Pizza (especially sourdough pizza) might be my favorite food—don't tell sourdough bread that, though. I spent many childhood days in my dad's Italian restaurant watching him and other pizzaiolo make pizzas for customers streaming through the doors.
While I know their pizza wasn't naturally leavened, it sure was delicious, but I am confident you won't want anything else once you try a sourdough pizza. It has an incredible flavor, improved digestibility, and I find an even better texture.
What is sourdough pizza?
Sourdough pizza is made with naturally fermented dough using a sourdough starter. Instead of using commercial or instant yeast to leaven and flavor the dough, the suitable (and beneficial) bacteria and wild yeasts in a sourdough starter are responsible for creating flavor and making the sourdough pizza dough rise.
Is sourdough good for pizza?
Yes, sourdough (natural leavening) can be used to make pizza. I find sourdough pizza is more flavorful, easier to digest (thanks to the lengthy fermentation process), and has an improved, tenderer texture. Additionally, if you maintain a sourdough starter, it's easy to use that to quickly make a batch of pizza dough using some of your starter (essentially sourdough starter discard).
Further, pizza was likely invented long before the creation of instant or commercial yeast; this means the original pizza, in whatever form it existed, must have been sourdough.
Why I like sourdough pizza
- Increased flavor
- Increased digestibility
- Tender texture
- Easy to use sourdough discard to make the dough
Does sourdough pizza taste sour?
A properly fermented and balanced (in terms of yeast and bacteria) sourdough pizza dough isn't overly sour. The organic acids produced as a byproduct of natural fermentation increase the depth of flavor—sourness—due to the longer fermentation time. However, the sourness isn't sharp or off-putting; it's complex and complementary.
If your sourdough pizza is too sour, try reducing the total fermentation time, skipping or shortening any time the dough is left in the refrigerator.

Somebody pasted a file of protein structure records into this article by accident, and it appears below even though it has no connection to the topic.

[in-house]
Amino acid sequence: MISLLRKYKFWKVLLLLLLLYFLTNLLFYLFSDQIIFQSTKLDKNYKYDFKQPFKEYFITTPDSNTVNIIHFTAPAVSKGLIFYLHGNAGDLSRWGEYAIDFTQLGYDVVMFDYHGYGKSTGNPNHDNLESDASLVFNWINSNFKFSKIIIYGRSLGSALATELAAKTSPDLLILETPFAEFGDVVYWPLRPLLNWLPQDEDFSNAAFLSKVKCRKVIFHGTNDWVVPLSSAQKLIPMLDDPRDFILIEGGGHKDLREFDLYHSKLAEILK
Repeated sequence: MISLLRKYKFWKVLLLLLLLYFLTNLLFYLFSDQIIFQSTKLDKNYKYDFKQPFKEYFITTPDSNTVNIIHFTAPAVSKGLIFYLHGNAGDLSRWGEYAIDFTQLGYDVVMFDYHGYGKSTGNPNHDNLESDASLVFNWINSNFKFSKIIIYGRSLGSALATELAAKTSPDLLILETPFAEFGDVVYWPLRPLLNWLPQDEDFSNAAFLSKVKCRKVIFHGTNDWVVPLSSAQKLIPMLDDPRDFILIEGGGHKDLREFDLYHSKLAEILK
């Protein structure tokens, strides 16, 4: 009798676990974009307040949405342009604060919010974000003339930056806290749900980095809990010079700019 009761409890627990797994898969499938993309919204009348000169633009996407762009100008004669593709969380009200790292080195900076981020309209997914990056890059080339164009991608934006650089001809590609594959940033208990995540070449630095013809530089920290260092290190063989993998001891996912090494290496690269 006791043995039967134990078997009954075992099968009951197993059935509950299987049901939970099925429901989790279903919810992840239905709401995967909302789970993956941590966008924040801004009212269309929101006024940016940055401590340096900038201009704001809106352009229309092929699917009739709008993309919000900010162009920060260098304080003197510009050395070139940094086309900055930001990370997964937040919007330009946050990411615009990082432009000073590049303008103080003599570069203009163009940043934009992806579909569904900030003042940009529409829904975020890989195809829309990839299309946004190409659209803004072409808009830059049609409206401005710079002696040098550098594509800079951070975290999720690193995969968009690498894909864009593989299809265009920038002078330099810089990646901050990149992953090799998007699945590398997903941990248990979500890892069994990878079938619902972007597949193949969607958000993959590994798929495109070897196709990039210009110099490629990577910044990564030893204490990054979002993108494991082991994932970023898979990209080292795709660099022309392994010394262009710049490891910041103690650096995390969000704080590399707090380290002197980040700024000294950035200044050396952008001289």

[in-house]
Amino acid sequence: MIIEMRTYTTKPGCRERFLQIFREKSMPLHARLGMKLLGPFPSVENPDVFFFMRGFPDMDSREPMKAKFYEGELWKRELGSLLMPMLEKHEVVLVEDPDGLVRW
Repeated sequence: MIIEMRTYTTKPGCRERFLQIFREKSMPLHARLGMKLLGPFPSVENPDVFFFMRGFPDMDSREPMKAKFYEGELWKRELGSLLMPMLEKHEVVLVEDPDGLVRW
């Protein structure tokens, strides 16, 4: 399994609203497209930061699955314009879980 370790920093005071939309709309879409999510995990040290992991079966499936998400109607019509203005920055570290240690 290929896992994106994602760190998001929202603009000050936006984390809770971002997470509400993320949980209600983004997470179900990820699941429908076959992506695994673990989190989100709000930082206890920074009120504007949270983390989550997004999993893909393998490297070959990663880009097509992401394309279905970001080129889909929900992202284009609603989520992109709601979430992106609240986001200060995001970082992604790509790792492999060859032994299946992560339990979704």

To add more sourness to your sourdough pizza, increase the total fermentation time. One way is to place the dough in the refrigerator during bulk fermentation as I do with my home oven pizza dough.
How to make sourdough pizza from scratch
The steps to making sourdough pizza are similar to bread, though the result couldn't be more different.
To seed fermentation, I don't always create a preferment when making pizza dough; sometimes, I'll just use some of my sourdough starter (more on that in a moment).
Concerning dough strength, I find pizza dough likes a strong mix, and if I'm not using the slap-and-fold kneading technique, I'll mix in a spiral dough mixer. No additional strengthening during bulk fermentation is necessary if the dough is mixed to a strong state (also known as full development).
Bulk fermentation, or first rise, is usually shorter than my bread dough, which can be done partly in the refrigerator. If necessary, I might give the dough one set of stretches and folds during bulk fermentation to add strength to the dough.
After dividing and balling the dough, I usually like to retard it in the refrigerator to increase the flavor and make scheduling easier.
And finally, after proofing, the dough is stretched to make the pizza crust, topped, and cooked.
How much starter do I need for pizza dough?
The amount of sourdough starter you need to make pizza dough can vary based on the flour used and the fermentation schedule. Typically, I like to have between 10 to 20% sourdough starter in my pizza dough.
Alternatively, in some pizza recipes (like my wood-fired sourdough pizza dough), I like to make a dedicated levain instead of using my sourdough starter. Usually, this is for scheduling purposes, but it can also help skew the balance of bacteria and yeast toward one or the other. For instance, I might make a fast-ripening levain to increase yeast population with respect to bacteria for more rise and a lighter dough texture.
But at the end of the day, a sourdough starter and levain are the same.